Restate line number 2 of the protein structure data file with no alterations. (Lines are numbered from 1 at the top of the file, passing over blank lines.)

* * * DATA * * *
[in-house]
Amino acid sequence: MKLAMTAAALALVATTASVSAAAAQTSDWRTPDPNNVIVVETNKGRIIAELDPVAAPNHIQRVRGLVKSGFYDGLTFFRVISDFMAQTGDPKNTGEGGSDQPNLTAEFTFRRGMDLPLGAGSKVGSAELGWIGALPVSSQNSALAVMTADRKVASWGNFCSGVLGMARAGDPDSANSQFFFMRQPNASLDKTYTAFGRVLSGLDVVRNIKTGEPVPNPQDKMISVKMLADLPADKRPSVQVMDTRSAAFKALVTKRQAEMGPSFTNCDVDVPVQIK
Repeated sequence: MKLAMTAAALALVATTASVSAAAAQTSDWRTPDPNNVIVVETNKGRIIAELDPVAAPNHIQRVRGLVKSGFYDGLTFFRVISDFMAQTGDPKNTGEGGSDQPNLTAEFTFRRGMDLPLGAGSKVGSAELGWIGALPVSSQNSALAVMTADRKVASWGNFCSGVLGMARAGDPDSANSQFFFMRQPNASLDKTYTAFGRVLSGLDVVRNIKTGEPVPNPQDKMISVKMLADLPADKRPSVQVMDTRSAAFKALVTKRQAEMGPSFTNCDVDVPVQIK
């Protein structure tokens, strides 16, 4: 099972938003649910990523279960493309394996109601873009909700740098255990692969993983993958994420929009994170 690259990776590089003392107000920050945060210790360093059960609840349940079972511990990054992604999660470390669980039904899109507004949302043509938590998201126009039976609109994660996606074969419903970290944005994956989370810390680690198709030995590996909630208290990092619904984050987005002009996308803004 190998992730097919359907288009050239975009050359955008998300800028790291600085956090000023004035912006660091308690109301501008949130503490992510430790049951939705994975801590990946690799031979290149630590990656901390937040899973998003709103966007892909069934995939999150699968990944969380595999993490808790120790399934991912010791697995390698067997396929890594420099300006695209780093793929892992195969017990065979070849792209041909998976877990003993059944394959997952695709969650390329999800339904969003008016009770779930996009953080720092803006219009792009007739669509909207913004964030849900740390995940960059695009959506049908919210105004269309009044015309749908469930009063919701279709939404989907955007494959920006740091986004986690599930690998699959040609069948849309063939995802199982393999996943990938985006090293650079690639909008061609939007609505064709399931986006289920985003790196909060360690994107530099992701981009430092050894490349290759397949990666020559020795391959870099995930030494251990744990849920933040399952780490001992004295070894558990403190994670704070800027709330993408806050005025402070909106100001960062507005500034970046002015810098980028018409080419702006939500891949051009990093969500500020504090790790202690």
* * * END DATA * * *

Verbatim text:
Amino acid sequence: MKLAMTAAALALVATTASVSAAAAQTSDWRTPDPNNVIVVETNKGRIIAELDPVAAPNHIQRVRGLVKSGFYDGLTFFRVISDFMAQTGDPKNTGEGGSDQPNLTAEFTFRRGMDLPLGAGSKVGSAELGWIGALPVSSQNSALAVMTADRKVASWGNFCSGVLGMARAGDPDSANSQFFFMRQPNASLDKTYTAFGRVLSGLDVVRNIKTGEPVPNPQDKMISVKMLADLPADKRPSVQVMDTRSAAFKALVTKRQAEMGPSFTNCDVDVPVQIK